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Open AccessArticle Raman Imaging of Plant Cell Walls in Sections of Cucumis sativus
Received: 27 December 2017 / Revised: 19 January 2018 / Accepted: 23 January 2018 / Published: 25 January 2018
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Abstract
Raman microspectra combine information on chemical composition of plant tissues with spatial information. The contributions from the building blocks of the cell walls in the Raman spectra of plant tissues can vary in the microscopic sub-structures of the tissue. Here, we discuss the
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Raman microspectra combine information on chemical composition of plant tissues with spatial information. The contributions from the building blocks of the cell walls in the Raman spectra of plant tissues can vary in the microscopic sub-structures of the tissue. Here, we discuss the analysis of 55 Raman maps of root, stem, and leaf tissues of Cucumis sativus, using different spectral contributions from cellulose and lignin in both univariate and multivariate imaging methods. Imaging based on hierarchical cluster analysis (HCA) and principal component analysis (PCA) indicates different substructures in the xylem cell walls of the different tissues. Using specific signals from the cell wall spectra, analysis of the whole set of different tissue sections based on the Raman images reveals differences in xylem tissue morphology. Due to the specifics of excitation of the Raman spectra in the visible wavelength range (532 nm), which is, e.g., in resonance with carotenoid species, effects of photobleaching and the possibility of exploiting depletion difference spectra for molecular characterization in Raman imaging of plants are discussed. The reported results provide both, specific information on the molecular composition of cucumber tissue Raman spectra, and general directions for future imaging studies in plant tissues. Full article
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Open AccessReview Deciphering the Evolution and Development of the Cuticle by Studying Lipid Transfer Proteins in Mosses and Liverworts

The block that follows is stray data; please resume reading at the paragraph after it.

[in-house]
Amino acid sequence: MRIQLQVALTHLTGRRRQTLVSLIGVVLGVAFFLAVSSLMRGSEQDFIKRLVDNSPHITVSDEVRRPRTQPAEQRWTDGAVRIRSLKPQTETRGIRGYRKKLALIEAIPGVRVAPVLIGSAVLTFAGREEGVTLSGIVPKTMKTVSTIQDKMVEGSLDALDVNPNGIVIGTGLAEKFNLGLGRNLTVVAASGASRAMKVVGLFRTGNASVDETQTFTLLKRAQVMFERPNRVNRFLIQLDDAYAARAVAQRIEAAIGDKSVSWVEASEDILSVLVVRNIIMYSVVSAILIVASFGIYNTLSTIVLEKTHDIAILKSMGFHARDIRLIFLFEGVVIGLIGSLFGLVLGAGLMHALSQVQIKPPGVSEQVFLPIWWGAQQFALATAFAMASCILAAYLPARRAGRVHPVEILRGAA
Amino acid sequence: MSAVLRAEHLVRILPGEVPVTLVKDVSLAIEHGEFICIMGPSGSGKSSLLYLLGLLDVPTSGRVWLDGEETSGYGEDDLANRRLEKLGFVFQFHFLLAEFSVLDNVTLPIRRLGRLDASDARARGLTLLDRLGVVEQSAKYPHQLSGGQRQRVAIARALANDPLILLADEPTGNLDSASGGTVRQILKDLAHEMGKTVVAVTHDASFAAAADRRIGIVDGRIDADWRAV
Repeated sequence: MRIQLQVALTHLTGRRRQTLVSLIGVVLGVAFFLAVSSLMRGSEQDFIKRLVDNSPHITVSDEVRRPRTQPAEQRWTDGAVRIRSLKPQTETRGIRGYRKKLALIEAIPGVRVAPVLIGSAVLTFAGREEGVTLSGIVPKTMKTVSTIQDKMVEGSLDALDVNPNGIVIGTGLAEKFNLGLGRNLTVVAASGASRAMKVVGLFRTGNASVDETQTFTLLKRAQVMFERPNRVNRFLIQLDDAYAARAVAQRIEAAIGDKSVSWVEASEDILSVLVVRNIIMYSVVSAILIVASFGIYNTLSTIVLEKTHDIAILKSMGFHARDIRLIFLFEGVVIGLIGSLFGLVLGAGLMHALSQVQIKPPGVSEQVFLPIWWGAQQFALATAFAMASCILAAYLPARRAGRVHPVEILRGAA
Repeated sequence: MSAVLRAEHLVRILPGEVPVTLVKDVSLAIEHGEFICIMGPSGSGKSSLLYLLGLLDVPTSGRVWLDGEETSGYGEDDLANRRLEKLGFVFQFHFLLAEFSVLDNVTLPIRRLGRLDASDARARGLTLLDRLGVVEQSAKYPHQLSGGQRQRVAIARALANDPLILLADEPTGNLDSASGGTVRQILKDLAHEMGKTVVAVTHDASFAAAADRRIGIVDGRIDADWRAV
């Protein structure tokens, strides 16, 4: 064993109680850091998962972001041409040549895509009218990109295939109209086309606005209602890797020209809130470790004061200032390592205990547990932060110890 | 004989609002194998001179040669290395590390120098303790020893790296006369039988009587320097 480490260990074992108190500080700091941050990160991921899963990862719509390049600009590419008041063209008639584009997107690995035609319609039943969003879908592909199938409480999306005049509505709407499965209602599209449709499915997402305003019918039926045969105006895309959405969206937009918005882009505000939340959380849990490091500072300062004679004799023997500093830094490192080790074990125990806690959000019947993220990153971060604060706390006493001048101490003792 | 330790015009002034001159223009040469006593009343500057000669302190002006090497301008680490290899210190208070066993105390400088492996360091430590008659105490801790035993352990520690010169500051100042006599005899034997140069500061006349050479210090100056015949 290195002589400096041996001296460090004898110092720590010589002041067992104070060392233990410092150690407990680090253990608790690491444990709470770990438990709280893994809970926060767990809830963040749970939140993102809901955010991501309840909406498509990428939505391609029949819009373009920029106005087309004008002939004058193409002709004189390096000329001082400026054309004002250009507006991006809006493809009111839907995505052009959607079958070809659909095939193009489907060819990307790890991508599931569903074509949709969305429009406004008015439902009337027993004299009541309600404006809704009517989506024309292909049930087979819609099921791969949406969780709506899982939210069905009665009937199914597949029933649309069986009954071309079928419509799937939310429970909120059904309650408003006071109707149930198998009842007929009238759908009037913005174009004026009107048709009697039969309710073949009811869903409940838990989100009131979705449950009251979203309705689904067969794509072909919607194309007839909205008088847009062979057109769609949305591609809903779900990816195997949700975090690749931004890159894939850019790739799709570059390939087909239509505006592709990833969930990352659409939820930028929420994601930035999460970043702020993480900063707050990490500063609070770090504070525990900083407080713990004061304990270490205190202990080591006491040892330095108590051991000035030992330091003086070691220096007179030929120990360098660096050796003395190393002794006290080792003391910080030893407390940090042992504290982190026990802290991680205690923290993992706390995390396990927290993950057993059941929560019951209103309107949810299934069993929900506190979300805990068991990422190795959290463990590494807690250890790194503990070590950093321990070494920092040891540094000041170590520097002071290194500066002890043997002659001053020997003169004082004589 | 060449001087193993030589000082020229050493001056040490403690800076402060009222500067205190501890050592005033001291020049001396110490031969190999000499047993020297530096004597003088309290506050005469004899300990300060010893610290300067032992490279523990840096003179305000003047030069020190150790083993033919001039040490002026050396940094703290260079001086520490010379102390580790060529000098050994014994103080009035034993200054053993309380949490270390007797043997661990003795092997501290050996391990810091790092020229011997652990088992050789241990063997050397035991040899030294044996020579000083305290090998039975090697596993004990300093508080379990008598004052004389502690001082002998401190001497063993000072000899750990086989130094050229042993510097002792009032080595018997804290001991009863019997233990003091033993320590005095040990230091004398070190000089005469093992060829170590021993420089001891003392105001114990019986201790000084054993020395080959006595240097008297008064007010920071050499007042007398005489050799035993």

Received: 30 October 2017 / Revised: 10 December 2017 / Accepted: 11 January 2018 / Published: 15 January 2018
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Abstract
When plants conquered land, they developed specialized organs, tissues, and cells in order to survive in this new and harsh terrestrial environment. New cell polymers such as the hydrophobic lipid-based polyesters cutin, suberin, and sporopollenin were also developed for protection against water loss,
[...] Read more.
When plants conquered land, they developed specialized organs, tissues, and cells in order to survive in this new and harsh terrestrial environment. New cell polymers such as the hydrophobic lipid-based polyesters cutin, suberin, and sporopollenin were also developed for protection against water loss, radiation, and other potentially harmful abiotic factors. Cutin and waxes are the main components of the cuticle, which is the waterproof layer covering the epidermis of many aerial organs of land plants. Although the in vivo functions of the group of lipid binding proteins known as lipid transfer proteins (LTPs) are still rather unclear, there is accumulating evidence suggesting a role for LTPs in the transfer and deposition of monomers required for cuticle assembly. In this review, we first present an overview of the data connecting LTPs with cuticle synthesis. Furthermore, we propose liverworts and mosses as attractive model systems for revealing the specific function and activity of LTPs in the biosynthesis and evolution of the plant cuticle. Full article
(This article belongs to the Special Issue The Plant Cuticle)
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Open AccessEditorial Acknowledgement to Reviewers of Plants in 2017
Received: 10 January 2018 / Revised: 10 January 2018 / Accepted: 10 January 2018 / Published: 12 January 2018